The Lady Eve: Henry Fonda’s White Dinner Jacket
Henry Fonda as Charles “Hopsie” Pike, brewery heir and ophidiologist
SS Southern Queen, sailing north from South America,
Film: The Lady Eve
Release Date: February 25, 1941
Director: Preston Sturges
Costume Designer: Edith Head
Men’s Wardrobe: Richard Bachler
To celebrate the birthday today of my wonderful, patient, and charming girlfriend, I’d like to highlight the elegant evening wear worn by Henry Fonda in The Lady Eve, a classic screwball comedy that I first discovered with her family.
The Lady Eve is a fun, comedic change of pace for Fonda, who had just received an Academy Award nomination the previous year for the sobering The Grapes of Wrath. As opposed to a Dust Bowl drama featuring death and despair, The Lady Eve‘s set was reportedly plenty of fun for all involved. Henry Fonda and Barbara Stanwyck, who would remain lifelong friends, rarely returned to their dressing rooms, instead opting to trade stories and script notes with Preston Sturges, who both wrote and directed the film.
Sturges, who would have celebrated his 120th birthday yesterday, had set out to write a fantastic screenplay with Stanwyck in mind for the leading role, and he did just that while in Reno waiting out a divorce from his third wife.
The film begins as ophidiologist Charles Pike returns from a year-long expedition studying reptiles (as ophidiologists do) along the Amazon. Nicknamed “Hopsie” in recognition of his family’s successful brewery (“The Ale That Won for Yale”), Pike hopes for a quiet voyage on the SS Southern Queen as he heads back to the States, but his dashing looks and reputable success have him turning the heads of every woman during dinner. Only Jean Harrington is wily enough to force the heir to reciprocate her attention… and understandably so!
A few months after Hopsie’s suspicions of Jean’s true motives ruin their chance at romance, she reappears in his life as the “Lady Eve Sidwich”, posing as a posh English socialite who pretends not to recognize her former near-paramour. The Pike family hosts a dinner party in honor of “The Lady Eve”, calling for Hopsie to don his finest formal regalia. The astounded heir first ruins his evening tailcoat and white tie kit, then his black double-breasted dinner jacket, forcing him to return to the dinner in the same off-white dinner jacket he wore during his first encounter with Jean on the Southern Queen.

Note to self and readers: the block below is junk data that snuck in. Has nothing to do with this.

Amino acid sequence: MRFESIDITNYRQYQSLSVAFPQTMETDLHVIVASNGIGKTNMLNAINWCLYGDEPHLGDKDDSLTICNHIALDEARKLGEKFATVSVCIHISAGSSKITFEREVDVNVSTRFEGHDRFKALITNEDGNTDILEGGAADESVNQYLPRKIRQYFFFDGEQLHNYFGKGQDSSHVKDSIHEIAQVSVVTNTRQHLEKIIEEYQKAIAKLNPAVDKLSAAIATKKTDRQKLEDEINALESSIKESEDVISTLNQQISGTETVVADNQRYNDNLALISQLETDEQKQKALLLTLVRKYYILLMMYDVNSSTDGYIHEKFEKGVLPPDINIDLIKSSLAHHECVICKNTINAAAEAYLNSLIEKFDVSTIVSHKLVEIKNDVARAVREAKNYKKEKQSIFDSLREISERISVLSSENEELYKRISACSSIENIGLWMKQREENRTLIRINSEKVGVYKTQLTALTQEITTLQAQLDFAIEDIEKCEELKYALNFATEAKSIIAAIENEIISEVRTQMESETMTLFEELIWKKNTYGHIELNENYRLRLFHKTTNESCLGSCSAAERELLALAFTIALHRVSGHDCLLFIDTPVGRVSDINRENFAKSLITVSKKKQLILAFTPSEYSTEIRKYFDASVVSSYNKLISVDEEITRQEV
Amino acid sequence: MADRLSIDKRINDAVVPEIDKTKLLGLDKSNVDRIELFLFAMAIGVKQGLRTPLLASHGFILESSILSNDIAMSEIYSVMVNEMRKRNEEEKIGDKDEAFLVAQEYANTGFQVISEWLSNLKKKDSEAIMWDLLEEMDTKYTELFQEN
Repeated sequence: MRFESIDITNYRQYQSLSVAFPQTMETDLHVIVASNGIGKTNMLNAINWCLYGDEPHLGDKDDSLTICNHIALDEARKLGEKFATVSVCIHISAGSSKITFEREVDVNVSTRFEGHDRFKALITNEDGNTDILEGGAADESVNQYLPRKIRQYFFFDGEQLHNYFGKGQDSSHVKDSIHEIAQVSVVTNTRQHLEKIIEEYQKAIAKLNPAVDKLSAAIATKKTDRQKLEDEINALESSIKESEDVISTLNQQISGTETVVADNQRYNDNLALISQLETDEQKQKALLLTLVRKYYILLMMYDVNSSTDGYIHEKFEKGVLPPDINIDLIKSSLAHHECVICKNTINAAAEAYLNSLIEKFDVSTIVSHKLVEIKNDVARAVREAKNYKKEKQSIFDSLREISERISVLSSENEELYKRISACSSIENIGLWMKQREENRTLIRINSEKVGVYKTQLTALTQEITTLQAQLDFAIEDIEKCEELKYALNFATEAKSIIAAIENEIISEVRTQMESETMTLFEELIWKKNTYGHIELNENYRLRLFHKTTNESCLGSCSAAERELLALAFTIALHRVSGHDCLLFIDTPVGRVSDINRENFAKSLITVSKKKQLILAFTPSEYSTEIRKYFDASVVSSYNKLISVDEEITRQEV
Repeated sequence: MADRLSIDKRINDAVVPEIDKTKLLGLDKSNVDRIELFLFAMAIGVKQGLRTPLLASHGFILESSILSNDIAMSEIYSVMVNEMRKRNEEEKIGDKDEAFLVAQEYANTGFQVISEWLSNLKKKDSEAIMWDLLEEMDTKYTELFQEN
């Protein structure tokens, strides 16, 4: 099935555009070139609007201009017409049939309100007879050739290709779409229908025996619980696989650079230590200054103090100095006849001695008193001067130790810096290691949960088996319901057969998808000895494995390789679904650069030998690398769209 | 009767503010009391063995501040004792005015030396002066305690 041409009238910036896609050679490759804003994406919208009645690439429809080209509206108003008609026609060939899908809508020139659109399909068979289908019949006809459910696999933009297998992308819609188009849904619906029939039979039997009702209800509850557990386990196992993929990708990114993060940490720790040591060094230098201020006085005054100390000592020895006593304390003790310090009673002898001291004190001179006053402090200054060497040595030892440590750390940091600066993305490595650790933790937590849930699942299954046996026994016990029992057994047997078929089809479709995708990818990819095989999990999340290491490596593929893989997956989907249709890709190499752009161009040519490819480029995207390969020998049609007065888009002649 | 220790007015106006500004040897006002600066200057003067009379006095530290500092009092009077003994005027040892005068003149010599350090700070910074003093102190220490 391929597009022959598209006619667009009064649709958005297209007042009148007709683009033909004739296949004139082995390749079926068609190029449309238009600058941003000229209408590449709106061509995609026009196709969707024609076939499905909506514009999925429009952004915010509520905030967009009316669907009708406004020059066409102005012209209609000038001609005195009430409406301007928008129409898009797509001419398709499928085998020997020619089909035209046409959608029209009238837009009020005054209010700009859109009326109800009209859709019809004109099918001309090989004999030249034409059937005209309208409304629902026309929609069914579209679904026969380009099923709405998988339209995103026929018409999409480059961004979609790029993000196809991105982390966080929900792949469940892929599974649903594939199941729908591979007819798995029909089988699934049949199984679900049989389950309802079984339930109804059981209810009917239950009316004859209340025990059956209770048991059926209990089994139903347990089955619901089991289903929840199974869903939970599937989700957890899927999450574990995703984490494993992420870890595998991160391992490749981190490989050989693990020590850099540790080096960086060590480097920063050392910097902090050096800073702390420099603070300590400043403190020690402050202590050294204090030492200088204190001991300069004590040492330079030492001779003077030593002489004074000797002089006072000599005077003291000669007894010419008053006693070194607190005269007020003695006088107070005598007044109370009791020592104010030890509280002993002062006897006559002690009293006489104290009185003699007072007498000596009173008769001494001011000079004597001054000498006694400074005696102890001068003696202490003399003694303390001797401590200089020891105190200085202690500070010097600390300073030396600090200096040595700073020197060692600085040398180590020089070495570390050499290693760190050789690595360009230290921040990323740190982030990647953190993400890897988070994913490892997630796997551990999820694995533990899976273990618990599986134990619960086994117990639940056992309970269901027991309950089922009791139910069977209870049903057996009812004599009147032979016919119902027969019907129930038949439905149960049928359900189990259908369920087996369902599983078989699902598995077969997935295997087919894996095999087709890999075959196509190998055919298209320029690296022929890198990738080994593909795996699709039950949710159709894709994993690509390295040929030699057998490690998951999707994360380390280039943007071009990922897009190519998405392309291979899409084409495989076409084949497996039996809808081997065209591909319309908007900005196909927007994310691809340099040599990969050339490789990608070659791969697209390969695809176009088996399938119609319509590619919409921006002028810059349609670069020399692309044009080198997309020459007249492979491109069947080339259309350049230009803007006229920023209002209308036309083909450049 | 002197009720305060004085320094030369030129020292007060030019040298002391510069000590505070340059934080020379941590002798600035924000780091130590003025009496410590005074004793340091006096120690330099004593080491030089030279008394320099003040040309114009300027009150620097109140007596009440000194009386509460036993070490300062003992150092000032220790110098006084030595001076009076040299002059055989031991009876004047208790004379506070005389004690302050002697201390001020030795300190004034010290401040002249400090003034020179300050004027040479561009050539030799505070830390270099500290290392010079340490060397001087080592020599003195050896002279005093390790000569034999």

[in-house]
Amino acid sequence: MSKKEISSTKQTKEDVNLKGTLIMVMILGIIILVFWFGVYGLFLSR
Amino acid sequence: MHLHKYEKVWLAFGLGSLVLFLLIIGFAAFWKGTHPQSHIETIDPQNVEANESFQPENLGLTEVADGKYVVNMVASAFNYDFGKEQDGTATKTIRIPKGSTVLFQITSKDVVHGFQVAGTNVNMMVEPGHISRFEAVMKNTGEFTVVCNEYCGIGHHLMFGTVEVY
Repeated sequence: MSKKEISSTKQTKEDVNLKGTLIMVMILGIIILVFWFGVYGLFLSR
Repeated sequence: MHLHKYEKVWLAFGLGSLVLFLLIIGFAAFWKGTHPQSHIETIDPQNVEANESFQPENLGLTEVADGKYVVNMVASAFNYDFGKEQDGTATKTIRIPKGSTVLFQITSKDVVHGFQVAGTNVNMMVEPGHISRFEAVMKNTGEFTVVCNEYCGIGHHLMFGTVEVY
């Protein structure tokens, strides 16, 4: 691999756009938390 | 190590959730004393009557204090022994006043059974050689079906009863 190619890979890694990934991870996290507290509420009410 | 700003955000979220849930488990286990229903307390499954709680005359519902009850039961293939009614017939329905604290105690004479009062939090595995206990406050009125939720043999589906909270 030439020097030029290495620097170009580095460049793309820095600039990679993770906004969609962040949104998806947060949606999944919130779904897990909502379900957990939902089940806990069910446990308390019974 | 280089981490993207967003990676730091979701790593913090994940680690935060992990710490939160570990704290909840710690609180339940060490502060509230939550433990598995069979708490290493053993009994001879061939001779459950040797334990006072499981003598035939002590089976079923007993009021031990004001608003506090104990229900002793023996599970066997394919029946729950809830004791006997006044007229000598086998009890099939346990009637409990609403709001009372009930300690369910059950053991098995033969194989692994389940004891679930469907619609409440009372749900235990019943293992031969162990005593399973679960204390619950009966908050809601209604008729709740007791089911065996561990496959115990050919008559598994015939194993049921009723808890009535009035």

“It’s the last one,” Hopsie bemoans. “If anything happens to this, I’ll have to wear a beach towel.”
…so, naturally, he finds himself directly under the falling coffee service and yet another dinner jacket bites the dust.
What’d He Wear?
More than a decade after the dinner suit, or tuxedo, was increasingly accepted as formal wear in the years following World War I, stylish gents began looking for alternatives to traditional black or midnight blue dinner jackets that would be comfortable yet fashionable in warmer climates. Enter the white dinner jacket.
It would be more accurate to describe the color of a “white” dinner jacket as off-white or ivory, providing a touch of contrast against the crisp white dress shirt beneath it. Single- and double-breasted styles were both popular during the emergence of the white dinner jacket in the 1930s, though the double-breasted style eliminated the need for its wearer to don an additional layer that would cover the waist. Thus, a double-breasted dinner jacket would have been very comfortable for Hopsie Pike’s equatorial evening at sea.
Likely constructed from a light, summer-weight wool, Hopsie’s dinner jacket has a wide self-faced shawl collar that rolls to a 4×1-button double-breasted front with mother-of-pearl sew-through buttons that match the three smaller buttons on each cuff. The relaxed formality in situations calling for white dinner jackets means the lapels are traditionally not faced in grosgrain or satin silk as found on dark dinner jacket lapels, nor are the buttons covered in silk. The ventless jacket has a welted breast pocket where Hopsie wears a white display kerchief and straight hip pockets.